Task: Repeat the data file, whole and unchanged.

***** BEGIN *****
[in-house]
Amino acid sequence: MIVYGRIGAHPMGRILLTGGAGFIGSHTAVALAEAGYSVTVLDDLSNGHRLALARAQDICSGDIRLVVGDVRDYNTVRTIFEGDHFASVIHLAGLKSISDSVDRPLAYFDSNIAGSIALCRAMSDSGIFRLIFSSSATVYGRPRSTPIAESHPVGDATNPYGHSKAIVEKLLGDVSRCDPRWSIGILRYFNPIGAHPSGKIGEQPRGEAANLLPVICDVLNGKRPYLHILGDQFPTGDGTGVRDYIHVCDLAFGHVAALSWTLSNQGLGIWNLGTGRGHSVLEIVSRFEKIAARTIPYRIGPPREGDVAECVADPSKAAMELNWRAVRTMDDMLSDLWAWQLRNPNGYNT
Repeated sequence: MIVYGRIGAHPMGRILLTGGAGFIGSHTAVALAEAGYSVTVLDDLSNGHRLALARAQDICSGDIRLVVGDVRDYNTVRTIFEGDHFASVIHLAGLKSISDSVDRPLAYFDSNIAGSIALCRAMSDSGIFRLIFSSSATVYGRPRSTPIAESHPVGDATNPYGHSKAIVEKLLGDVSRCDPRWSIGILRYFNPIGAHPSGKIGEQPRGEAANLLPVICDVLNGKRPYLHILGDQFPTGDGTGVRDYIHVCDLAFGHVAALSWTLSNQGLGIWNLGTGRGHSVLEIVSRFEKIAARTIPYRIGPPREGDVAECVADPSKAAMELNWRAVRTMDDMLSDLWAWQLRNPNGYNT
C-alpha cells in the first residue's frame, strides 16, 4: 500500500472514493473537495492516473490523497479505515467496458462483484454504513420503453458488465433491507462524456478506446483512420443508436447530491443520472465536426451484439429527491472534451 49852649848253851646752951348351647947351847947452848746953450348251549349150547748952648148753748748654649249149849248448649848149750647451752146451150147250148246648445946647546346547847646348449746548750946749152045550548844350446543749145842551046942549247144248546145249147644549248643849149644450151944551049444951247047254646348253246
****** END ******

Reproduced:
[in-house]
Amino acid sequence: MIVYGRIGAHPMGRILLTGGAGFIGSHTAVALAEAGYSVTVLDDLSNGHRLALARAQDICSGDIRLVVGDVRDYNTVRTIFEGDHFASVIHLAGLKSISDSVDRPLAYFDSNIAGSIALCRAMSDSGIFRLIFSSSATVYGRPRSTPIAESHPVGDATNPYGHSKAIVEKLLGDVSRCDPRWSIGILRYFNPIGAHPSGKIGEQPRGEAANLLPVICDVLNGKRPYLHILGDQFPTGDGTGVRDYIHVCDLAFGHVAALSWTLSNQGLGIWNLGTGRGHSVLEIVSRFEKIAARTIPYRIGPPREGDVAECVADPSKAAMELNWRAVRTMDDMLSDLWAWQLRNPNGYNT
Repeated sequence: MIVYGRIGAHPMGRILLTGGAGFIGSHTAVALAEAGYSVTVLDDLSNGHRLALARAQDICSGDIRLVVGDVRDYNTVRTIFEGDHFASVIHLAGLKSISDSVDRPLAYFDSNIAGSIALCRAMSDSGIFRLIFSSSATVYGRPRSTPIAESHPVGDATNPYGHSKAIVEKLLGDVSRCDPRWSIGILRYFNPIGAHPSGKIGEQPRGEAANLLPVICDVLNGKRPYLHILGDQFPTGDGTGVRDYIHVCDLAFGHVAALSWTLSNQGLGIWNLGTGRGHSVLEIVSRFEKIAARTIPYRIGPPREGDVAECVADPSKAAMELNWRAVRTMDDMLSDLWAWQLRNPNGYNT
C-alpha cells in the first residue's frame, strides 16, 4: 500500500472514493473537495492516473490523497479505515467496458462483484454504513420503453458488465433491507462524456478506446483512420443508436447530491443520472465536426451484439429527491472534451 49852649848253851646752951348351647947351847947452848746953450348251549349150547748952648148753748748654649249149849248448649848149750647451752146451150147250148246648445946647546346547847646348449746548750946749152045550548844350446543749145842551046942549247144248546145249147644549248643849149644450151944551049444951247047254646348253246